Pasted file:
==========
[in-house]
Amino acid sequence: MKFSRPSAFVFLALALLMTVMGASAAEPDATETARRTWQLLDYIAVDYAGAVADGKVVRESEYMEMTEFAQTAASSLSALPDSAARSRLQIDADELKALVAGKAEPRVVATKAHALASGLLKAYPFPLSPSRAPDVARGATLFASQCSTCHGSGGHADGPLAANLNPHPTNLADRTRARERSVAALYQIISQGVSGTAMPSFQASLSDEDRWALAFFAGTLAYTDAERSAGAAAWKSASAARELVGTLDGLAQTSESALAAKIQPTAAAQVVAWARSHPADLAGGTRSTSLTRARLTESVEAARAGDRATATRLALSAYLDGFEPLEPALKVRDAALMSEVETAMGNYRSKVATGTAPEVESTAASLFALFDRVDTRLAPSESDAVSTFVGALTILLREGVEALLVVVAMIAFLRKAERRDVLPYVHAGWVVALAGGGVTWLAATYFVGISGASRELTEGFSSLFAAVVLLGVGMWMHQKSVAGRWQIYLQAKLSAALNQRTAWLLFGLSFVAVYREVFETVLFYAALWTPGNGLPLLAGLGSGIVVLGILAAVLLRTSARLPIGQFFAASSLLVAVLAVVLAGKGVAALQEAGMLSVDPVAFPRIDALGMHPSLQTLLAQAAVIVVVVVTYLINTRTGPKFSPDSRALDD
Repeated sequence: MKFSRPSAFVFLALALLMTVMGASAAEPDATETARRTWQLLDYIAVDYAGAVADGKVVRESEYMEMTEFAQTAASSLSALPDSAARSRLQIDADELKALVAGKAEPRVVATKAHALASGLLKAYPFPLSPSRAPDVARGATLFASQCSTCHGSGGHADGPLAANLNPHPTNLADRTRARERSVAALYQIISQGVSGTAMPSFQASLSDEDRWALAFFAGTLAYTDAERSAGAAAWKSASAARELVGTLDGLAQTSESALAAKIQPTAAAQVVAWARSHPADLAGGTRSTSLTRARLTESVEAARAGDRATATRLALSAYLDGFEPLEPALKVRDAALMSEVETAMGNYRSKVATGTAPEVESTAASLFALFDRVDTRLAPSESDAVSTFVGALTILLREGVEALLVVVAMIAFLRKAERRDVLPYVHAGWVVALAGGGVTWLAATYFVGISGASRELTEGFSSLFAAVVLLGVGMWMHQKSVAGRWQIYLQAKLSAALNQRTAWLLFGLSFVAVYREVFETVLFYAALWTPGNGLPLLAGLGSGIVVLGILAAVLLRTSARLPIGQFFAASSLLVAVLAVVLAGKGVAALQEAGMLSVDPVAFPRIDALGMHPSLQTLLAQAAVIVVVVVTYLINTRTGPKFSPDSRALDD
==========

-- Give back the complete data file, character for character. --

[in-house]
Amino acid sequence: MKFSRPSAFVFLALALLMTVMGASAAEPDATETARRTWQLLDYIAVDYAGAVADGKVVRESEYMEMTEFAQTAASSLSALPDSAARSRLQIDADELKALVAGKAEPRVVATKAHALASGLLKAYPFPLSPSRAPDVARGATLFASQCSTCHGSGGHADGPLAANLNPHPTNLADRTRARERSVAALYQIISQGVSGTAMPSFQASLSDEDRWALAFFAGTLAYTDAERSAGAAAWKSASAARELVGTLDGLAQTSESALAAKIQPTAAAQVVAWARSHPADLAGGTRSTSLTRARLTESVEAARAGDRATATRLALSAYLDGFEPLEPALKVRDAALMSEVETAMGNYRSKVATGTAPEVESTAASLFALFDRVDTRLAPSESDAVSTFVGALTILLREGVEALLVVVAMIAFLRKAERRDVLPYVHAGWVVALAGGGVTWLAATYFVGISGASRELTEGFSSLFAAVVLLGVGMWMHQKSVAGRWQIYLQAKLSAALNQRTAWLLFGLSFVAVYREVFETVLFYAALWTPGNGLPLLAGLGSGIVVLGILAAVLLRTSARLPIGQFFAASSLLVAVLAVVLAGKGVAALQEAGMLSVDPVAFPRIDALGMHPSLQTLLAQAAVIVVVVVTYLINTRTGPKFSPDSRALDD
Repeated sequence: MKFSRPSAFVFLALALLMTVMGASAAEPDATETARRTWQLLDYIAVDYAGAVADGKVVRESEYMEMTEFAQTAASSLSALPDSAARSRLQIDADELKALVAGKAEPRVVATKAHALASGLLKAYPFPLSPSRAPDVARGATLFASQCSTCHGSGGHADGPLAANLNPHPTNLADRTRARERSVAALYQIISQGVSGTAMPSFQASLSDEDRWALAFFAGTLAYTDAERSAGAAAWKSASAARELVGTLDGLAQTSESALAAKIQPTAAAQVVAWARSHPADLAGGTRSTSLTRARLTESVEAARAGDRATATRLALSAYLDGFEPLEPALKVRDAALMSEVETAMGNYRSKVATGTAPEVESTAASLFALFDRVDTRLAPSESDAVSTFVGALTILLREGVEALLVVVAMIAFLRKAERRDVLPYVHAGWVVALAGGGVTWLAATYFVGISGASRELTEGFSSLFAAVVLLGVGMWMHQKSVAGRWQIYLQAKLSAALNQRTAWLLFGLSFVAVYREVFETVLFYAALWTPGNGLPLLAGLGSGIVVLGILAAVLLRTSARLPIGQFFAASSLLVAVLAVVLAGKGVAALQEAGMLSVDPVAFPRIDALGMHPSLQTLLAQAAVIVVVVVTYLINTRTGPKFSPDSRALDD